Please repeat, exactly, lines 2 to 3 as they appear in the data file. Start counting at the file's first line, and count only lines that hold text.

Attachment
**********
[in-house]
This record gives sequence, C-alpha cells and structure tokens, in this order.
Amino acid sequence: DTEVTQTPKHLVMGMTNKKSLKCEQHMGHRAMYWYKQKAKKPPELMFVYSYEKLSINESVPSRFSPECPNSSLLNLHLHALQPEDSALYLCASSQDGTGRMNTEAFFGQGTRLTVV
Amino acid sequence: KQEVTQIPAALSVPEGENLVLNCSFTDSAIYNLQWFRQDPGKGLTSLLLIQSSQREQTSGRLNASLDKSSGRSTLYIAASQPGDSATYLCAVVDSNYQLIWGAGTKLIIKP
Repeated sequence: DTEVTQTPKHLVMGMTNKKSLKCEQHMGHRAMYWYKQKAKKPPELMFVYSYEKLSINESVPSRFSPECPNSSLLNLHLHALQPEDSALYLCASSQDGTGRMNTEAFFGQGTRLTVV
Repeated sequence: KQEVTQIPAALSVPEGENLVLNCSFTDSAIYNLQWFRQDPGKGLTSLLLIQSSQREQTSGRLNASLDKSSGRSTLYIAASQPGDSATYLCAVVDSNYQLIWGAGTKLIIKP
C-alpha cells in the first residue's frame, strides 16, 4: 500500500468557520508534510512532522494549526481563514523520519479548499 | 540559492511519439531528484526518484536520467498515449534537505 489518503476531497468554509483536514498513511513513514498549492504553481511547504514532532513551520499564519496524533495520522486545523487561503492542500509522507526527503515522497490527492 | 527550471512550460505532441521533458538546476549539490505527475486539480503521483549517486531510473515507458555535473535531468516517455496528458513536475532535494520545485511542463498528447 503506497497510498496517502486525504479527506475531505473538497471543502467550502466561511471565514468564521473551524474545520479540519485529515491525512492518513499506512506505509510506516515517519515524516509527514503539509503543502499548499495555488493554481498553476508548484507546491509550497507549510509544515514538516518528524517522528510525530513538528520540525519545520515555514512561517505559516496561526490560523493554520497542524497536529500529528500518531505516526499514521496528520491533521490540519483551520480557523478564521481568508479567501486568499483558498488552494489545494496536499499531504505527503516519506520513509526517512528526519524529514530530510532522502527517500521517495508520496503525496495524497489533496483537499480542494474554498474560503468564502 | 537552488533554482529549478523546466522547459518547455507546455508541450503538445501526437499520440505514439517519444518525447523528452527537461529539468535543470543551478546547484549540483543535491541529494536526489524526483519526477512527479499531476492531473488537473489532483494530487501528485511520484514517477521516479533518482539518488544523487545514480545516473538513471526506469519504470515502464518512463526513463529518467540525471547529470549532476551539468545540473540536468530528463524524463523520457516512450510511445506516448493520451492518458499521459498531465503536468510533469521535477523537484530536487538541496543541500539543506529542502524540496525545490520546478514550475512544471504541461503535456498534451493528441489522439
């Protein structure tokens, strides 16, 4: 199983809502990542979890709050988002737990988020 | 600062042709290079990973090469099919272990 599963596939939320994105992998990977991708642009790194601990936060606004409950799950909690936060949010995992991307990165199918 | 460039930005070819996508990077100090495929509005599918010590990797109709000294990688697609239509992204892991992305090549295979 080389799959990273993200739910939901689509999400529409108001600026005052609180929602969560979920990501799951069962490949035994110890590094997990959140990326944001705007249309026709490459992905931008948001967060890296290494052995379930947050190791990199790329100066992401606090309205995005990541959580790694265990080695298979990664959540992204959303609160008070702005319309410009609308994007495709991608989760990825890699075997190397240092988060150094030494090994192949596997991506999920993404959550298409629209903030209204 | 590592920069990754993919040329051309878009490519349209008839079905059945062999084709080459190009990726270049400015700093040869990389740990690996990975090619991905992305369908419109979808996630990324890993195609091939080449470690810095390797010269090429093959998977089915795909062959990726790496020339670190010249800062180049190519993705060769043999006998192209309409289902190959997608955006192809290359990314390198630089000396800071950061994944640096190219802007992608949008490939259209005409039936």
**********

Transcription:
This record gives sequence, C-alpha cells and structure tokens, in this order.
Amino acid sequence: DTEVTQTPKHLVMGMTNKKSLKCEQHMGHRAMYWYKQKAKKPPELMFVYSYEKLSINESVPSRFSPECPNSSLLNLHLHALQPEDSALYLCASSQDGTGRMNTEAFFGQGTRLTVV